|concept art by Pascal Blanche|
Weight vs. CountSpaceships is built with systems, each taking up 1/20th of the vehicles mass. When we add a system to spaceships, we are adding a set amount of mass. This is important to remember when adding leg or arm systems to a spaceship. A single leg system could represent a dozen small centipede like legs, or it could represent one half a a massive leg. While we can build any number of limbs from any number of limb systems, the mass spent does matter, and faster or more complex movement requires more systems.
|By Simon Liu|
LegsWe can find the Robot Leg System in Spaceships 4, which includes Mecha. It gives us a simple method to calculate basic move and top speed. However, it firmly ties these statistics to a number of legs, and we're counting systems rather than limbs. We will use the same equations, but use the number of systems rather than the number of legs when determining speed. The number of legs is still important when determining handling and stability. A robot may be built with any number of legs, choosing the combination of handling and stability that seems best for that design.
|Additional||no effect||no effect|
|actual 2019 working robot arm!|
Complex arms should be built using the extra arm advantage as a guideline, and using multiplicative modifiers (powers 102). Each Character Point weighs a 10th of a system (or 1/200th of the robot) and has a relative cost of 10. A weapon mount only costs 2 points, so it only weighs 20% of a system and has a relative cost of 20. An arm with the with the long modifier costs 20 points, and thus costs 2 systems of weight and has a relative cost of 200.
|Futuristic Human-like arm|
Most complicated arms will be found on robots that perform work of some kind. Modern examples include mars rovers, welding arms, hazmat robots, and some construction equipment. In the future, even more jobs may be performed by mechanical limbs. Two limitations are worth examining in this context:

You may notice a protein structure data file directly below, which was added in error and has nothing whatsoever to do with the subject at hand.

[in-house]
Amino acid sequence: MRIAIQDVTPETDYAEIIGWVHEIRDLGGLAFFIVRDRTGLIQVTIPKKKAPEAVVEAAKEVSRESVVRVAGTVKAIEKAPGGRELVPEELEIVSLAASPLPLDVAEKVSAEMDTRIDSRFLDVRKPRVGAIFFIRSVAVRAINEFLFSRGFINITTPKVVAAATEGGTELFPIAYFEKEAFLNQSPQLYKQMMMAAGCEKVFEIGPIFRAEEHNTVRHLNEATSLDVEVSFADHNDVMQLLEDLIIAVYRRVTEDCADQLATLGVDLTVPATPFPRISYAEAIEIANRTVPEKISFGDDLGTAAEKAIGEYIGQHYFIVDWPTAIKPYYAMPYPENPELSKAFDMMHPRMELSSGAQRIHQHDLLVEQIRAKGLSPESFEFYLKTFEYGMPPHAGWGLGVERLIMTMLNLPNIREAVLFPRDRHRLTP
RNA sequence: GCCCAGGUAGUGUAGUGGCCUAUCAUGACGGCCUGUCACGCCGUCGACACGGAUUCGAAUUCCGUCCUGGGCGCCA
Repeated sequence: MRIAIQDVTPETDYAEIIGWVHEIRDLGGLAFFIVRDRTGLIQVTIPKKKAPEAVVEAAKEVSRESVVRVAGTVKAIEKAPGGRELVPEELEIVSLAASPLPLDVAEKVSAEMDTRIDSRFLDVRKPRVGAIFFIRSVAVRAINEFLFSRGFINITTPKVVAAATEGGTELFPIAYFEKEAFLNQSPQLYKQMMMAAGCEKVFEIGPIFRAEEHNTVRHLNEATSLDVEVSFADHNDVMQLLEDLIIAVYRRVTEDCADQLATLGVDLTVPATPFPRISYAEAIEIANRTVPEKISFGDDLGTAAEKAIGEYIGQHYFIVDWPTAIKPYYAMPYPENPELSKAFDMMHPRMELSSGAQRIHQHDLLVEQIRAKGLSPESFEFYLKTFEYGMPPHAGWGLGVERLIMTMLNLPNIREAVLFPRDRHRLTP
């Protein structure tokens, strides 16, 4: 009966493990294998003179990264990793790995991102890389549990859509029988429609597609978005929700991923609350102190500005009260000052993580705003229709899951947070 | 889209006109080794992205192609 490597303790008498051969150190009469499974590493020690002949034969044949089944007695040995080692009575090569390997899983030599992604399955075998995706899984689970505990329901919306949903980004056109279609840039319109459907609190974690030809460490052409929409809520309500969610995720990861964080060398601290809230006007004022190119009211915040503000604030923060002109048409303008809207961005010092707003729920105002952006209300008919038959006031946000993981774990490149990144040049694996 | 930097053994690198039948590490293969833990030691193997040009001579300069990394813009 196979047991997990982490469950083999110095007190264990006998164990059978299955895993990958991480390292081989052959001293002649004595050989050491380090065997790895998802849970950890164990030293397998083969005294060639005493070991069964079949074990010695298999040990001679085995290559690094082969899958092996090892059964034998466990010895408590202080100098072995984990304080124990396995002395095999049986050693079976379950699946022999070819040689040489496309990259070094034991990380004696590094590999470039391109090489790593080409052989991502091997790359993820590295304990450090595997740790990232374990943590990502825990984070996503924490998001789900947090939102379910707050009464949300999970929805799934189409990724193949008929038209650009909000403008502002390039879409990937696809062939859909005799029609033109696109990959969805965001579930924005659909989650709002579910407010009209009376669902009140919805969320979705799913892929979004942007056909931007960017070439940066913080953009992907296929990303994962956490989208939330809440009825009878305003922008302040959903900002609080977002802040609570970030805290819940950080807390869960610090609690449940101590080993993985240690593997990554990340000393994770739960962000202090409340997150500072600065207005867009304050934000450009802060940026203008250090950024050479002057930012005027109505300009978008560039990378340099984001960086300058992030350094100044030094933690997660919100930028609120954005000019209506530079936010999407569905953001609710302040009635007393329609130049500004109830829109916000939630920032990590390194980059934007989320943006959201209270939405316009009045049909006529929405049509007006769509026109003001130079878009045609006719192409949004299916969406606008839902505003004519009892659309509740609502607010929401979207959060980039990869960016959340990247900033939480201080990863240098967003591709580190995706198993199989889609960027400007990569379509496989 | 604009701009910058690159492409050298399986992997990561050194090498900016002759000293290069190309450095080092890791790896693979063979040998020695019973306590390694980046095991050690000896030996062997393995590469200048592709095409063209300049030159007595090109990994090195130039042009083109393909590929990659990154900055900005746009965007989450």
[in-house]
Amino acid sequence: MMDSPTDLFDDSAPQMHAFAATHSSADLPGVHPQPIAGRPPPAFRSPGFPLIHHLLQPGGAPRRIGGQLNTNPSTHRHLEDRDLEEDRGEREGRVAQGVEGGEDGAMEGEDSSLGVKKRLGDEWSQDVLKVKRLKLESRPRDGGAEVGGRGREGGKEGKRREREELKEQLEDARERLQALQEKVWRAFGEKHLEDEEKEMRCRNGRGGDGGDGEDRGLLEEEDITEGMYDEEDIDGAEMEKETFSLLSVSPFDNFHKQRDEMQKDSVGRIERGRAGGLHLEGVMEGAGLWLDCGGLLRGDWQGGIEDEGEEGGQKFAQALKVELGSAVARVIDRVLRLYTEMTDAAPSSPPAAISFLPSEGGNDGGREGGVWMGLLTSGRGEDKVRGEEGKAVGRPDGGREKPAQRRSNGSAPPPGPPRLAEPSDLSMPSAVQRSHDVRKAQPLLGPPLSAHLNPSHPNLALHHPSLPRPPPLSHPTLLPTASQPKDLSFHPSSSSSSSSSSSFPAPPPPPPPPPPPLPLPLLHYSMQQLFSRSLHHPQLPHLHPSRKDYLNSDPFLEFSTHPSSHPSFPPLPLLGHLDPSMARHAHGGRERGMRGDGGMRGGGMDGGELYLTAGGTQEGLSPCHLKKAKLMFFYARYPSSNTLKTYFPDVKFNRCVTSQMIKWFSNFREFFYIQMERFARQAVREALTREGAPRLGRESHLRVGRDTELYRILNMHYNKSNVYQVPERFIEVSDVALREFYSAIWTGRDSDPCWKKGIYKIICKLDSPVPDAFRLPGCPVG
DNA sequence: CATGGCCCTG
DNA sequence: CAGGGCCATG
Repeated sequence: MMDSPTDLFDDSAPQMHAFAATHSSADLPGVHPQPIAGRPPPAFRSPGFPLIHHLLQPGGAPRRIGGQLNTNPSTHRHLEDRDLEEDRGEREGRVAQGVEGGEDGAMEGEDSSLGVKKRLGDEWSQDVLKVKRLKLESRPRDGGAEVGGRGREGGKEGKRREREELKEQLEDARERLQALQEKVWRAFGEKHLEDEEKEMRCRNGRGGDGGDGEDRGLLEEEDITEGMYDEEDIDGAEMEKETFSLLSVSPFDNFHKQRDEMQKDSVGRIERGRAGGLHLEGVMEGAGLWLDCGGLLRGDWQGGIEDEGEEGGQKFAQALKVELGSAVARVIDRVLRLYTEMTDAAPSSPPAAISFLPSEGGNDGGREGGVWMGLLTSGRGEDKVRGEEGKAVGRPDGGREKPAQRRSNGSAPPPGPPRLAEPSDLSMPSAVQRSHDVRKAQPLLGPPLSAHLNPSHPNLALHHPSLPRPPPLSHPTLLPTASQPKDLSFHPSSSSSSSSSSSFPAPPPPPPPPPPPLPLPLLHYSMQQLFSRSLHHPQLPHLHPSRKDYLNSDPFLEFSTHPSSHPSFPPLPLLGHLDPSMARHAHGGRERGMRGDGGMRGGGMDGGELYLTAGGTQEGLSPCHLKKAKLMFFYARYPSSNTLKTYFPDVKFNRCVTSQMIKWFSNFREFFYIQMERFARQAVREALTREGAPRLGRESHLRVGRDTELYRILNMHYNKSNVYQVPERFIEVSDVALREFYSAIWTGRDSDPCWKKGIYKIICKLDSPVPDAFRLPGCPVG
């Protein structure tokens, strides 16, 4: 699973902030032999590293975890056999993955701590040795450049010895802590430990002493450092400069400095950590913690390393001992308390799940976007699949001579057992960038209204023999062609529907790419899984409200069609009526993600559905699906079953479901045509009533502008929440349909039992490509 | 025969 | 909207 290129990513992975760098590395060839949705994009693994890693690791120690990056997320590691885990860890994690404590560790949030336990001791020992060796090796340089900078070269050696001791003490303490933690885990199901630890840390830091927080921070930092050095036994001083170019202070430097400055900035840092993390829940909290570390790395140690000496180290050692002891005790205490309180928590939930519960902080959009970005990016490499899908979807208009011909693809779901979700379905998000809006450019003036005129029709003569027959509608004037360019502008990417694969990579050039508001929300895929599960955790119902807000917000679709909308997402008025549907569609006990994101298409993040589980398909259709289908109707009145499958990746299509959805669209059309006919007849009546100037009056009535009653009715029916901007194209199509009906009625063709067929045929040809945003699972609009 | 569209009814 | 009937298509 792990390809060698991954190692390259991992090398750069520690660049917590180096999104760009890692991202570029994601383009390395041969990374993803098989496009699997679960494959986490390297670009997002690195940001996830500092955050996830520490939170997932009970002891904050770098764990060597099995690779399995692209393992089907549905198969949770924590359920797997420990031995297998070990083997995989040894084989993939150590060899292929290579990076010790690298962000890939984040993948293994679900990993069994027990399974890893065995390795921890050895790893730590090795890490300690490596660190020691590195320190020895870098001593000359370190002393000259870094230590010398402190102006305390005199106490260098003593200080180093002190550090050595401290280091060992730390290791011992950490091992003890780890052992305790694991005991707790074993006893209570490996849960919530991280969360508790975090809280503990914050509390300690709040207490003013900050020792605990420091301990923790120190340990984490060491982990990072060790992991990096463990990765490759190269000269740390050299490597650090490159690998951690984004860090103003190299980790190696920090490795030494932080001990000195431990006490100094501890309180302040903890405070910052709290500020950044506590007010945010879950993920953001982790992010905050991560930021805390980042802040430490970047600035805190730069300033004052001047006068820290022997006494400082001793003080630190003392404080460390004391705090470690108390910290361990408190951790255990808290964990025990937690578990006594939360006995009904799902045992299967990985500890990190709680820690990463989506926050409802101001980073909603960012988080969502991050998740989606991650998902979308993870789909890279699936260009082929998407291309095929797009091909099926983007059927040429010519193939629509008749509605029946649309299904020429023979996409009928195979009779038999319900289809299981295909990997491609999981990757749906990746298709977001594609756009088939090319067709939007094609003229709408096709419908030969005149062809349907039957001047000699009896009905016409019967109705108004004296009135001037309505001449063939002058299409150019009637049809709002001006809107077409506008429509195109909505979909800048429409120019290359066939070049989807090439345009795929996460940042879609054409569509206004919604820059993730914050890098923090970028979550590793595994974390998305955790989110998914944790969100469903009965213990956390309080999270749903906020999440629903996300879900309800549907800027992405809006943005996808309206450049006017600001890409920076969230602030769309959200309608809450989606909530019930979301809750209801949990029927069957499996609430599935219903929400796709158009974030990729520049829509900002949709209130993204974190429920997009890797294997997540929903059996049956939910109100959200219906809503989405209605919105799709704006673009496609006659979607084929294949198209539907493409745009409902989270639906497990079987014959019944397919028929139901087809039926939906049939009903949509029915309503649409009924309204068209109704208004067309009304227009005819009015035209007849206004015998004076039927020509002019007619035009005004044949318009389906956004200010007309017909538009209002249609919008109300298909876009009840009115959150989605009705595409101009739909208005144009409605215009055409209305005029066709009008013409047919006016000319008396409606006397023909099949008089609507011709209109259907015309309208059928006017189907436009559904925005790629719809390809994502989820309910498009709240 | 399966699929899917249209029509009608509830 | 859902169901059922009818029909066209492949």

|(from The Incredibles)|
Weak: Mathematically speaking, an arm with half the ST score should weigh a quarter as much, not three quarters. We're going to use smaller systems rather than use the weak modifier.
|Power Armor Concept Art|
While most vehicles are driven or piloted using a specialized skill, battlesuits and some walkers are designed to be intuitive, and to harness the user's innate muscle memory and thousands of hours practice walking. At least they are in a lot of fiction. This probably requires either a direct neural interface, or dozens of small sensors all over the body. A GM could justify this as handled by the control room: what is it if not a bunch of sensors integrated with the control of the vehicle? On the other hand, just as valid to insist on more expensive control systems. If neural interfaces are uncommon in the general populace, the vehicle will be built with one included. If built in a society were neural interfaces are as common as modern cell phones, the machine is likely to only provide the software needed to connect to the neural interface and drive the machine.
A set of sensors should cost no more than $500 and have negligible weight, unless the GM wishes the sensors to be expensive prototypes. The sensors must be embedded into the walker, into suit and helmet to provide structure, or stuck directly to the skin. The suit could even be worn outside of the vehicle and used to drive it remotely, or to control a robot that doesn't have space for a pilot.
An AI essentially has a neural interface as part of its basic functionality. What it lacks is years of practice walking, running, and jumping. An AI should probably treat driving any walker as a skill, in this case driving (Mecha). An AI that spends large amounts of time may, at the GM's option, use its native DX instead.
|mechanical shark by William Ye|
This article only lightly touched on movement speeds, which vary by size. We will come back to add more detail, but the basic numbers from spaceships 4 are "Good Enough" for most purposes, and we will consider them at the same time we consider wheels, tracks, and other motive systems for robots smaller than spaceships gives statistics for.
With these tools, we can now build a lot more robots, and to use this system for combat walkers and battle-suits as well. Happy robot building!